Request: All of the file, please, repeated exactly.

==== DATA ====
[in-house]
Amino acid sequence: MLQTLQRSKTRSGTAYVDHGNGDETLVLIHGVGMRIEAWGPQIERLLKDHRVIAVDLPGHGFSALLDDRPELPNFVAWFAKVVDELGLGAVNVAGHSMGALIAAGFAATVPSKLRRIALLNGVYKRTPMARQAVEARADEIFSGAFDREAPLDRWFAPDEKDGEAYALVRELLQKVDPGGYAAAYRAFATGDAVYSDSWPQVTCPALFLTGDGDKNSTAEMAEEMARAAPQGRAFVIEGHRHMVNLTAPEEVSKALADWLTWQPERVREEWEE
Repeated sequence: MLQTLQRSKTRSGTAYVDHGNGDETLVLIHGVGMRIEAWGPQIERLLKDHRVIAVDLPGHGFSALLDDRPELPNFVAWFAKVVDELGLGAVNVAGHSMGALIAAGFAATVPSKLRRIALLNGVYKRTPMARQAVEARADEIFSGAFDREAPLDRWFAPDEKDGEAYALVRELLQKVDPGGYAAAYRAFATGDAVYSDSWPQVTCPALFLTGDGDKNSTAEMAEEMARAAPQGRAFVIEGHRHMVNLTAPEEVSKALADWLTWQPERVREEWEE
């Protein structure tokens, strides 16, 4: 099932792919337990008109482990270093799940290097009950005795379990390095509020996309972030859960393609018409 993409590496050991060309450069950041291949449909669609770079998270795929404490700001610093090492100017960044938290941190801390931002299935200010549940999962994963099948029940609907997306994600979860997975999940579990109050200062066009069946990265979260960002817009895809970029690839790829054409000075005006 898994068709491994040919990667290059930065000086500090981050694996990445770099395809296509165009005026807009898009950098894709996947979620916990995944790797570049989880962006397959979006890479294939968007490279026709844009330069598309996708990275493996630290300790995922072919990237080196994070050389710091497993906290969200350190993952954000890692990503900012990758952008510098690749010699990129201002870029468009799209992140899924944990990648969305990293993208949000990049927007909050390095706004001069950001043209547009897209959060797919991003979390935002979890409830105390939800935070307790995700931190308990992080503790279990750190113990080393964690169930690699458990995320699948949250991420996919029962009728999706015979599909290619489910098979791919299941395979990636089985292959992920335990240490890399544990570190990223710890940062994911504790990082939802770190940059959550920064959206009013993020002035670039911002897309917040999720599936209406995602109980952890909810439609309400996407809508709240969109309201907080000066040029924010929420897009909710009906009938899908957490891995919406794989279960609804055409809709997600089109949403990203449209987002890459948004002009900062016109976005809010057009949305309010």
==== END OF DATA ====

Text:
[in-house]
Amino acid sequence: MLQTLQRSKTRSGTAYVDHGNGDETLVLIHGVGMRIEAWGPQIERLLKDHRVIAVDLPGHGFSALLDDRPELPNFVAWFAKVVDELGLGAVNVAGHSMGALIAAGFAATVPSKLRRIALLNGVYKRTPMARQAVEARADEIFSGAFDREAPLDRWFAPDEKDGEAYALVRELLQKVDPGGYAAAYRAFATGDAVYSDSWPQVTCPALFLTGDGDKNSTAEMAEEMARAAPQGRAFVIEGHRHMVNLTAPEEVSKALADWLTWQPERVREEWEE
Repeated sequence: MLQTLQRSKTRSGTAYVDHGNGDETLVLIHGVGMRIEAWGPQIERLLKDHRVIAVDLPGHGFSALLDDRPELPNFVAWFAKVVDELGLGAVNVAGHSMGALIAAGFAATVPSKLRRIALLNGVYKRTPMARQAVEARADEIFSGAFDREAPLDRWFAPDEKDGEAYALVRELLQKVDPGGYAAAYRAFATGDAVYSDSWPQVTCPALFLTGDGDKNSTAEMAEEMARAAPQGRAFVIEGHRHMVNLTAPEEVSKALADWLTWQPERVREEWEE
């Protein structure tokens, strides 16, 4: 099932792919337990008109482990270093799940290097009950005795379990390095509020996309972030859960393609018409 993409590496050991060309450069950041291949449909669609770079998270795929404490700001610093090492100017960044938290941190801390931002299935200010549940999962994963099948029940609907997306994600979860997975999940579990109050200062066009069946990265979260960002817009895809970029690839790829054409000075005006 898994068709491994040919990667290059930065000086500090981050694996990445770099395809296509165009005026807009898009950098894709996947979620916990995944790797570049989880962006397959979006890479294939968007490279026709844009330069598309996708990275493996630290300790995922072919990237080196994070050389710091497993906290969200350190993952954000890692990503900012990758952008510098690749010699990129201002870029468009799209992140899924944990990648969305990293993208949000990049927007909050390095706004001069950001043209547009897209959060797919991003979390935002979890409830105390939800935070307790995700931190308990992080503790279990750190113990080393964690169930690699458990995320699948949250991420996919029962009728999706015979599909290619489910098979791919299941395979990636089985292959992920335990240490890399544990570190990223710890940062994911504790990082939802770190940059959550920064959206009013993020002035670039911002897309917040999720599936209406995602109980952890909810439609309400996407809508709240969109309201907080000066040029924010929420897009909710009906009938899908957490891995919406794989279960609804055409809709997600089109949403990203449209987002890459948004002009900062016109976005809010057009949305309010």